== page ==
Perth day trips: nine reasons why The Pinnacles have to be on your bucket list

The Pinnacles: one of Western Australia's most magical places.
The Pinnacles: one of Western Australia's most magical places.
The Pinnacles: one of Western Australia's most magical places. The Pinnacles: one of Western Australia's most magical places.

THE Pinnacles are a unique geological creation that could only have occurred on Western Australia’s ‘Turquoise Coast’.

Here are nine reasons you should go there soon:

1         The Pinnacles are towering columns of limestone requiring a very specific recipe for their existence: an ocean, wind, rain, decaying vegetation, wind, rain and more of the same. Delete just one ingredient – and no Pinnacles.

2         No one really knows exactly how they were formed. There are a several theories but none have been proven or disproven. But they all agree, a base of limestone is subjected to selective erosion by that wind and rain.

The Pinnacles, Nambung National Park.

        The Department of Parks and Wildlife ‘Discovery Centre’ opened in 2008. It provides visitors with information, books and souvenirs.  Explorers can also equip with drinks, hats and insect repellent as they prepare to tackle The Pinnacles Desert.  There is an eco-friendly restroom nearby.  A pit-stop is recommended as there are no trees out in the Pinnacles Desert.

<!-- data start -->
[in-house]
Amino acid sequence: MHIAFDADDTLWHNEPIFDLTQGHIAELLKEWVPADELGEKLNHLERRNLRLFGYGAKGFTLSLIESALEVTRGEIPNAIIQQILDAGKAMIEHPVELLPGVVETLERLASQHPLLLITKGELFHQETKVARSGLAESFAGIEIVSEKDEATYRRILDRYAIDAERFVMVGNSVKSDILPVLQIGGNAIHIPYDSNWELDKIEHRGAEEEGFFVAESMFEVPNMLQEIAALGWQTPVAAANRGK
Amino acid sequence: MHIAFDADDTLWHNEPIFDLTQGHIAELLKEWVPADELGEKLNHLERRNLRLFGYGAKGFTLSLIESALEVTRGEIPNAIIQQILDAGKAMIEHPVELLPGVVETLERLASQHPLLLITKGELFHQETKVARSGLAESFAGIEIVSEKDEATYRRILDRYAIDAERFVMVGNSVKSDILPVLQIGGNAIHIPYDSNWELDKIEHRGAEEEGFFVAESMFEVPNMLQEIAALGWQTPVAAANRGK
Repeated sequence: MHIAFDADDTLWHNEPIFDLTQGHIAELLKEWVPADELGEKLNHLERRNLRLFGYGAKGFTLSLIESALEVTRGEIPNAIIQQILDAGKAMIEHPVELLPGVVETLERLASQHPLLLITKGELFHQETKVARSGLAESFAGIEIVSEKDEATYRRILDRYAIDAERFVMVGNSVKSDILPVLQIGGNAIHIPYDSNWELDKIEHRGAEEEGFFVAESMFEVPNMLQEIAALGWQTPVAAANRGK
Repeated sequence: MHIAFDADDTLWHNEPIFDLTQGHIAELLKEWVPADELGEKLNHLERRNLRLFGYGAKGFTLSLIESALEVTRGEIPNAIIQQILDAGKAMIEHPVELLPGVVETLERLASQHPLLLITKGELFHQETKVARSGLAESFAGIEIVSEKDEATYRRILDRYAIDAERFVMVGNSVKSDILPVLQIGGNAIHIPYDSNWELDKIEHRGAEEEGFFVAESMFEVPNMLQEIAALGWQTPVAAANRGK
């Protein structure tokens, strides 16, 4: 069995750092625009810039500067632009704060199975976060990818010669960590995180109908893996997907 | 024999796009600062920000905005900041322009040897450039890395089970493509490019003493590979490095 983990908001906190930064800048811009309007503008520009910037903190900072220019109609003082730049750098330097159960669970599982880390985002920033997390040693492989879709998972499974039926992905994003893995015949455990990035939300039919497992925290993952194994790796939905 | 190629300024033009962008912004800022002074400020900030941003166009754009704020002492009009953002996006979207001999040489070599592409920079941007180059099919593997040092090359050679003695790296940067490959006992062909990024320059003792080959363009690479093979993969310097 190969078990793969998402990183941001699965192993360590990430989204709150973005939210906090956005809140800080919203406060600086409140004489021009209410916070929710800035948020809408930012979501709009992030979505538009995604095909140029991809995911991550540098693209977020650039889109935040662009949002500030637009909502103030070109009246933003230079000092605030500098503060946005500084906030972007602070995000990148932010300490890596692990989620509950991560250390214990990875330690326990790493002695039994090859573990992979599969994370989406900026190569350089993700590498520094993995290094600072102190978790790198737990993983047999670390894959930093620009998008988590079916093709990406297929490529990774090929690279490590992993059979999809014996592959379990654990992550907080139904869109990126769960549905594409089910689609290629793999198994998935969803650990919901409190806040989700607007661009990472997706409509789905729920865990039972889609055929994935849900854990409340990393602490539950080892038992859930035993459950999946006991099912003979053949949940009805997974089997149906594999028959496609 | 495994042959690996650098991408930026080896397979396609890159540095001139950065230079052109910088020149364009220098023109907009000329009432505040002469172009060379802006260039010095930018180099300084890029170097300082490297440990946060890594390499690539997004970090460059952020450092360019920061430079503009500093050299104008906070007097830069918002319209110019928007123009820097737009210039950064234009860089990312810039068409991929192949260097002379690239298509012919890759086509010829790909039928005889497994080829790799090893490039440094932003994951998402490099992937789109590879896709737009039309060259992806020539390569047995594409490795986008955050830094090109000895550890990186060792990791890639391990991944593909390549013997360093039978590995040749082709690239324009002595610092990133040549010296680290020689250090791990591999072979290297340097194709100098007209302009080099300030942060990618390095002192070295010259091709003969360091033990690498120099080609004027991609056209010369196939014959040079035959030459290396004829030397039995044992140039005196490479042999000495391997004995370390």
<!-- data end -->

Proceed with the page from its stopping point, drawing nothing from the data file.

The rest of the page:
The Pinnacles can be experienced by car or by foot. There are trails for either mode. Caravans and larger vehicles, however, may not enter The Pinnacles Desert due to limited physical access between some of the Pinnacles.  Larger vehicles often leave with scars of close encounters with an immovable limestone sentinel.

        There is an excellent chance of seeing kangaroos, emus and various reptiles in their natural environment, especially in the early morning, or late evening.  Look out for animal tracks.

The Pinnacles are perfect for photographers.

        Late evening also brings out photographers – professional and amateur  – adding to the millions of photographs of The Pinnacles Desert at its most eerie, enigmatic, enchanting, breathtaking, beautiful, cosmic, eternal … Take a picture and create your own Pinnacles mood.

        The lobster fishing town of Cervantes is just 20 km up the road for lunch, an overnight stay or a full on holiday. Cervantes was named after an American whaling ship which was wrecked nearby, which in turn was named after the creator of Don Quixote.

        The Pinnacles Desert is within the Nambung National Park which is only 200km North of Perth, a quick trip by Australian standards. You can drive yourself, or jump on a tour bus. Just Google ‘Pinnacle Tours’ and pick one that suits you. In a rugged 4WD Bus, luxurious conventional coach style travel or by helicopter.

The Pinnacles are limestone formations within Nambung National Park.

9       Lancelin is another lobster town on the way to or from The Pinnacles Desert – great for a comfort stop. Another claim to fame is windsurfing.  A consistently strong on shore wind has benefited Lancelin with an annual round of the world windsurfing championship. The wind has also sculpted some excellent sand dunes which are very popular with locals and visitors alike. Plenty of 4WD-ers and sand-boarders enjoy fun in the sun and sand.

The Pinnacles Desert really is a unique part of the world and should be on your bucket list.  Try contacting tour operators who often combine a visit to the Pinnacles, Cervantes and Lancelin to make an excellent full-day tour.

Whichever way you go, don’t forget the fly-nets!

Tony Fogarty is a travel writer, who blogs at www.tee-eff.com, where this article first appeared.